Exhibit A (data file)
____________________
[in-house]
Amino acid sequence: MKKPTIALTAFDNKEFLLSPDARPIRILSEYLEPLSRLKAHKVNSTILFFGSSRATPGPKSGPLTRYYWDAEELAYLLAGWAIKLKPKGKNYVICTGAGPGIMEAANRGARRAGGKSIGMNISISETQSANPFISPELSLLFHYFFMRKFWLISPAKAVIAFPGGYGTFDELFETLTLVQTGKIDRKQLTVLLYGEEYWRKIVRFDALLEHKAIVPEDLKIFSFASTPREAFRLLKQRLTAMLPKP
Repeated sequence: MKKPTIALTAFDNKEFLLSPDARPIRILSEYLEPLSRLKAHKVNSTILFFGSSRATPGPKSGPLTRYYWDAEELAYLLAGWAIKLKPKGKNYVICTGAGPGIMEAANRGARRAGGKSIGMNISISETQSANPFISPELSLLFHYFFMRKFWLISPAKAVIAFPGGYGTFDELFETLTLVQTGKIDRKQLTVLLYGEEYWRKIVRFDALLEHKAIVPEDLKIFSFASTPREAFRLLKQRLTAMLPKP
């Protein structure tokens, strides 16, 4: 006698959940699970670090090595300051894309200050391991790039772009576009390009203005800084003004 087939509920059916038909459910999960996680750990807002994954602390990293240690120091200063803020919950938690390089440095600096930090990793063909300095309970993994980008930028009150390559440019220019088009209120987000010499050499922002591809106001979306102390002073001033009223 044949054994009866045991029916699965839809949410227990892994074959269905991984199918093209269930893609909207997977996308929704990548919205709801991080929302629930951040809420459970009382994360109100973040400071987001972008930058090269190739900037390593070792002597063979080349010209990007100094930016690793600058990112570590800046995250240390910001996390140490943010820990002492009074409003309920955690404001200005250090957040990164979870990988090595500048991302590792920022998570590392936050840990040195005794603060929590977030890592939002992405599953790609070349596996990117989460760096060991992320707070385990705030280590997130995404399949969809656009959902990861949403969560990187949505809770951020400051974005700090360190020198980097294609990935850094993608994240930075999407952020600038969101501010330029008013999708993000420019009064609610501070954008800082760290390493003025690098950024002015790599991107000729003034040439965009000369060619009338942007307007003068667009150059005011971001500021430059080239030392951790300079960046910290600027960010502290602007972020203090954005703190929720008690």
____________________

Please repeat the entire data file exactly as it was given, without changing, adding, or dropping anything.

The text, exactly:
[in-house]
Amino acid sequence: MKKPTIALTAFDNKEFLLSPDARPIRILSEYLEPLSRLKAHKVNSTILFFGSSRATPGPKSGPLTRYYWDAEELAYLLAGWAIKLKPKGKNYVICTGAGPGIMEAANRGARRAGGKSIGMNISISETQSANPFISPELSLLFHYFFMRKFWLISPAKAVIAFPGGYGTFDELFETLTLVQTGKIDRKQLTVLLYGEEYWRKIVRFDALLEHKAIVPEDLKIFSFASTPREAFRLLKQRLTAMLPKP
Repeated sequence: MKKPTIALTAFDNKEFLLSPDARPIRILSEYLEPLSRLKAHKVNSTILFFGSSRATPGPKSGPLTRYYWDAEELAYLLAGWAIKLKPKGKNYVICTGAGPGIMEAANRGARRAGGKSIGMNISISETQSANPFISPELSLLFHYFFMRKFWLISPAKAVIAFPGGYGTFDELFETLTLVQTGKIDRKQLTVLLYGEEYWRKIVRFDALLEHKAIVPEDLKIFSFASTPREAFRLLKQRLTAMLPKP
């Protein structure tokens, strides 16, 4: 006698959940699970670090090595300051894309200050391991790039772009576009390009203005800084003004 087939509920059916038909459910999960996680750990807002994954602390990293240690120091200063803020919950938690390089440095600096930090990793063909300095309970993994980008930028009150390559440019220019088009209120987000010499050499922002591809106001979306102390002073001033009223 044949054994009866045991029916699965839809949410227990892994074959269905991984199918093209269930893609909207997977996308929704990548919205709801991080929302629930951040809420459970009382994360109100973040400071987001972008930058090269190739900037390593070792002597063979080349010209990007100094930016690793600058990112570590800046995250240390910001996390140490943010820990002492009074409003309920955690404001200005250090957040990164979870990988090595500048991302590792920022998570590392936050840990040195005794603060929590977030890592939002992405599953790609070349596996990117989460760096060991992320707070385990705030280590997130995404399949969809656009959902990861949403969560990187949505809770951020400051974005700090360190020198980097294609990935850094993608994240930075999407952020600038969101501010330029008013999708993000420019009064609610501070954008800082760290390493003025690098950024002015790599991107000729003034040439965009000369060619009338942007307007003068667009150059005011971001500021430059080239030392951790300079960046910290600027960010502290602007972020203090954005703190929720008690």